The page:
At issue | July 7 Herald-Leader editorial, "Spill's clarity: Put a price on carbon"
To help me best represent Kentucky in the U.S. Senate, I reach out to people across the state to learn what they're thinking. The more Kentuckians I can talk to, the better.
But if you asked which Kentuckians I value hearing from more than any other, the answer might surprise you: It's the Herald-Leader's editorial board. Whenever this paper tries to take me to task in print, I know I am on the right track. The editorials swim upstream against the tide of Kentucky opinion more than any others.
The July 7 editorial hits precisely the wrong note once again. The tragedy of the gulf oil spill demands that our government's top priority must be stopping the leak and cleaning up the damage it has caused.
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But this paper, along with President Barack Obama and the liberal Democrats who control Washington, see it as a chance to jam through a new national energy tax that has been at the top of liberals' wish list for years — long before the Deepwater Horizon exploded and sank.
Most Americans know that this national energy tax — sometimes called "cap and trade" — will hit them every time they fill up their car or flip a switch to turn on a light bulb.
And because Kentucky is rich in coal and other natural resources, most Kentuckians understand that a national energy tax will hit our state much worse than most.
But you don't have to take my word for it. Take it from Kentuckians in every corner of the state, urban and rural, Republican and Democrat, those directly impacted and those who would feel it indirectly as well: A national energy tax would hurt their livelihoods, their businesses and their families.
The barge-shipping industry in Kentucky, for instance, employs thousands of people in our state. Much of the freight those barges carry is coal, and a tax on coal would cost the industry jobs. And since the lost cargo cannot be easily replaced, the jobs will not be replaced either.
Kentucky is home to many automobile manufacturing plants, which employ thousands of people.
More companies in Kentucky exist that serve and are reliant on the automobile industry. The current recession has already hit auto companies hard; many who work at these energy-intensive businesses fear how much a spike in energy prices will add to their troubles.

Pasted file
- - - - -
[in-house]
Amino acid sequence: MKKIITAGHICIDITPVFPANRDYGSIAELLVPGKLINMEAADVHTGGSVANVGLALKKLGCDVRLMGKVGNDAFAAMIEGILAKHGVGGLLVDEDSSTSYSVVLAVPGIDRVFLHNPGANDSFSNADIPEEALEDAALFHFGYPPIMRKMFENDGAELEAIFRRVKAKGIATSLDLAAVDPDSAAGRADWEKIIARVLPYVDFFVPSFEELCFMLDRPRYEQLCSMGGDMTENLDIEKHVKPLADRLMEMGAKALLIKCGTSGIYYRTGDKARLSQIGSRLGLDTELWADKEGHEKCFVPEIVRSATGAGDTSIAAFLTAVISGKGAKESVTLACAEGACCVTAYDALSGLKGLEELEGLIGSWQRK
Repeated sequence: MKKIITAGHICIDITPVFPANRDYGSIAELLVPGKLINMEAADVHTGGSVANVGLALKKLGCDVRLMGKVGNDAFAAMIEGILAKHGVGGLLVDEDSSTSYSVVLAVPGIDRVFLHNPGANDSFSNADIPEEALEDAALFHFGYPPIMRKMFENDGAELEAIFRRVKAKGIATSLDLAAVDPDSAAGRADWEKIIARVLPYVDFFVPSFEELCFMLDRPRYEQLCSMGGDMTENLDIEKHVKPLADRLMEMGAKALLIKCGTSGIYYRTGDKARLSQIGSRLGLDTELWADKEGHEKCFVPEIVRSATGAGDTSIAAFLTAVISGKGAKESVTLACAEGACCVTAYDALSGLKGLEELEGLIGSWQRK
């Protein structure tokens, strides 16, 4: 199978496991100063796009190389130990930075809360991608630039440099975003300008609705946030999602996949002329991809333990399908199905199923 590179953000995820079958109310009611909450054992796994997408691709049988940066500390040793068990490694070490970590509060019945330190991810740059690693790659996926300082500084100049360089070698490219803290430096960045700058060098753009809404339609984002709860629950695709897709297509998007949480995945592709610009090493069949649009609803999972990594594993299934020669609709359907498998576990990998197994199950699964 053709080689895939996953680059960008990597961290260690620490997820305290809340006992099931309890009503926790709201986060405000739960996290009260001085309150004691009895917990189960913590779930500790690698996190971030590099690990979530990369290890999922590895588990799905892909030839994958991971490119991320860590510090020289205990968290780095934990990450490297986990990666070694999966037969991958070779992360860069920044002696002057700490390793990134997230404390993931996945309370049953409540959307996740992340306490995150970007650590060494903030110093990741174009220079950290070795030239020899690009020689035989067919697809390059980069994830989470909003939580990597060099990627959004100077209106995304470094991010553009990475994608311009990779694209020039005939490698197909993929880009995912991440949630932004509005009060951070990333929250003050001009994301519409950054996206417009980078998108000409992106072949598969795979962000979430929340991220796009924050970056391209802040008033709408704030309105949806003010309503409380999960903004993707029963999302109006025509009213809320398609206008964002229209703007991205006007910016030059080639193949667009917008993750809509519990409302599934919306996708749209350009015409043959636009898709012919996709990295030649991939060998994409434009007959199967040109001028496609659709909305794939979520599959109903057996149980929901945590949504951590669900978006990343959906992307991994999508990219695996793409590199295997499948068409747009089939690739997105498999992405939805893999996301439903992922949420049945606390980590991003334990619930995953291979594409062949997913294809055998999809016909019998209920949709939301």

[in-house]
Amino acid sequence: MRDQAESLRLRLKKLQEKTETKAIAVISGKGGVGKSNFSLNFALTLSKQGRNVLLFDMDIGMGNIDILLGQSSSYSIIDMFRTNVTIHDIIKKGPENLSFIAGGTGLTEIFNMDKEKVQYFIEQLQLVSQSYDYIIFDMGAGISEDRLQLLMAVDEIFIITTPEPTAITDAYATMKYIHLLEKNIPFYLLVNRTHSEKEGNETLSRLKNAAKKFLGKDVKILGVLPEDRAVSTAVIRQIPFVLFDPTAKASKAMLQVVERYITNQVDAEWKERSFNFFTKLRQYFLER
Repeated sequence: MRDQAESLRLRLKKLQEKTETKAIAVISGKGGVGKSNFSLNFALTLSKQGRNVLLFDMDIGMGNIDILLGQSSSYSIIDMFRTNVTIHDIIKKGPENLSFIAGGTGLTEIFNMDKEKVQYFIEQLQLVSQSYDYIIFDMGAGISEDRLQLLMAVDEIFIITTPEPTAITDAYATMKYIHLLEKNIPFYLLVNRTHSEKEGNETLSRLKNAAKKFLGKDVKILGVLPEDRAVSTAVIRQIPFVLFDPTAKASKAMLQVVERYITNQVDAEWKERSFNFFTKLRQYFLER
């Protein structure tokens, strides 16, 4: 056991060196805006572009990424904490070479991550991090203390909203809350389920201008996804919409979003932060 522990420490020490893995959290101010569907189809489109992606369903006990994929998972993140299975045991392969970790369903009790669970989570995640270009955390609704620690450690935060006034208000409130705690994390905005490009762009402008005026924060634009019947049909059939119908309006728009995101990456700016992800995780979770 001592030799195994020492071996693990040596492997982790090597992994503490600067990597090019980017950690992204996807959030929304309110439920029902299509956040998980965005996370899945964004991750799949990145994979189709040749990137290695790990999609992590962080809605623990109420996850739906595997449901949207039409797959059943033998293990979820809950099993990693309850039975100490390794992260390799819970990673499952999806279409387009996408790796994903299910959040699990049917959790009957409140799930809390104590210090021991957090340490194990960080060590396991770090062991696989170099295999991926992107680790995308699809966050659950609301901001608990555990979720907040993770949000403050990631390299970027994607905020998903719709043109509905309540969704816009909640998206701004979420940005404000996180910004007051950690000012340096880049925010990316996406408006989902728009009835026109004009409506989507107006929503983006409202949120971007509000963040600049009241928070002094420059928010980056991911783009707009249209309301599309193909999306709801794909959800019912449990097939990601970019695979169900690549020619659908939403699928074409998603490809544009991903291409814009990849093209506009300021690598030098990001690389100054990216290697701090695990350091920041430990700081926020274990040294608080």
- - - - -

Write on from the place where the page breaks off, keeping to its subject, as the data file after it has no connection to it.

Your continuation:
I've heard from farmers who had nothing to do with the oil spill, but would face increased fertilizer and fuel costs to keep their farms running. To remain competitive in a global marketplace, they can't raise prices, and would be forced to absorb the full force of the tax and cut jobs.
Many electric co-op consumers across the state live on fixed incomes. They fear an increase in their utility bills — an increase that could cost some of them their homes.
And every one of us will have to pay more whenever we use energy, or buy something that used energy to manufacture it, sell it or ship it.
The common thread through all of these concerns is frustration and anger. People are frustrated that Washington thinks it knows best — knows best about your family's health care, owning American automobile companies, or running the banking industry.
But Washington can't fulfill its most important job to protect this country and our resources and stop this oil spill.
At the same time, people are angry that Obama and the Democrats in Congress are using this catastrophe to push through totally unrelated bad policy. Obama advocated a national energy tax even before he was elected, and has admitted that "under my plan of a cap-and-trade system, electricity rates would necessarily skyrocket."
The reasons why a national energy tax is a bad idea have not changed. Kentuckians have rejected this liberal agenda before, and they reject it today.